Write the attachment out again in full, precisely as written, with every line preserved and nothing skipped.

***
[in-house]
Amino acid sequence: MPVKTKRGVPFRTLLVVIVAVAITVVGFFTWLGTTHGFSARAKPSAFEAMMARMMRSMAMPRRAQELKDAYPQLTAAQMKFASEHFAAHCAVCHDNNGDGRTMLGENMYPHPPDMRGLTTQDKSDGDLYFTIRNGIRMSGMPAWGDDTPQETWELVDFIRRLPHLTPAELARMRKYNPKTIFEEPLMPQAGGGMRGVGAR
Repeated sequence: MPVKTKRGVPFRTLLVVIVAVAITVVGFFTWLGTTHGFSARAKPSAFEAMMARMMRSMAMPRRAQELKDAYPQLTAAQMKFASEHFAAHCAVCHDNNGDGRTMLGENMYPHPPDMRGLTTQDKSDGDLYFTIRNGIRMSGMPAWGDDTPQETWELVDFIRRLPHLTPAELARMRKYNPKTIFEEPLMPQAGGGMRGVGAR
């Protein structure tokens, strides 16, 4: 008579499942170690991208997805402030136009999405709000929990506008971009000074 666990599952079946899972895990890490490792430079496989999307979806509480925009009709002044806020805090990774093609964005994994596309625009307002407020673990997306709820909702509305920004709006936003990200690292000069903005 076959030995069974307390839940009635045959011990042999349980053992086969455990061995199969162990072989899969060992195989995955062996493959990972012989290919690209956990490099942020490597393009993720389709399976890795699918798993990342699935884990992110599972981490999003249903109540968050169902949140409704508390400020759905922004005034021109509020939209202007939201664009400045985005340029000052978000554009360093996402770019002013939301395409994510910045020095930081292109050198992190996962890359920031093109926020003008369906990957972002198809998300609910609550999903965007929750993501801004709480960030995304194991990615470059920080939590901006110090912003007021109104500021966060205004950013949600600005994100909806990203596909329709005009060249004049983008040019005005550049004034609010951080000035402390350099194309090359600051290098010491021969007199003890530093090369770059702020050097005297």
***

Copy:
[in-house]
Amino acid sequence: MPVKTKRGVPFRTLLVVIVAVAITVVGFFTWLGTTHGFSARAKPSAFEAMMARMMRSMAMPRRAQELKDAYPQLTAAQMKFASEHFAAHCAVCHDNNGDGRTMLGENMYPHPPDMRGLTTQDKSDGDLYFTIRNGIRMSGMPAWGDDTPQETWELVDFIRRLPHLTPAELARMRKYNPKTIFEEPLMPQAGGGMRGVGAR
Repeated sequence: MPVKTKRGVPFRTLLVVIVAVAITVVGFFTWLGTTHGFSARAKPSAFEAMMARMMRSMAMPRRAQELKDAYPQLTAAQMKFASEHFAAHCAVCHDNNGDGRTMLGENMYPHPPDMRGLTTQDKSDGDLYFTIRNGIRMSGMPAWGDDTPQETWELVDFIRRLPHLTPAELARMRKYNPKTIFEEPLMPQAGGGMRGVGAR
């Protein structure tokens, strides 16, 4: 008579499942170690991208997805402030136009999405709000929990506008971009000074 666990599952079946899972895990890490490792430079496989999307979806509480925009009709002044806020805090990774093609964005994994596309625009307002407020673990997306709820909702509305920004709006936003990200690292000069903005 076959030995069974307390839940009635045959011990042999349980053992086969455990061995199969162990072989899969060992195989995955062996493959990972012989290919690209956990490099942020490597393009993720389709399976890795699918798993990342699935884990992110599972981490999003249903109540968050169902949140409704508390400020759905922004005034021109509020939209202007939201664009400045985005340029000052978000554009360093996402770019002013939301395409994510910045020095930081292109050198992190996962890359920031093109926020003008369906990957972002198809998300609910609550999903965007929750993501801004709480960030995304194991990615470059920080939590901006110090912003007021109104500021966060205004950013949600600005994100909806990203596909329709005009060249004049983008040019005005550049004034609010951080000035402390350099194309090359600051290098010491021969007199003890530093090369770059702020050097005297």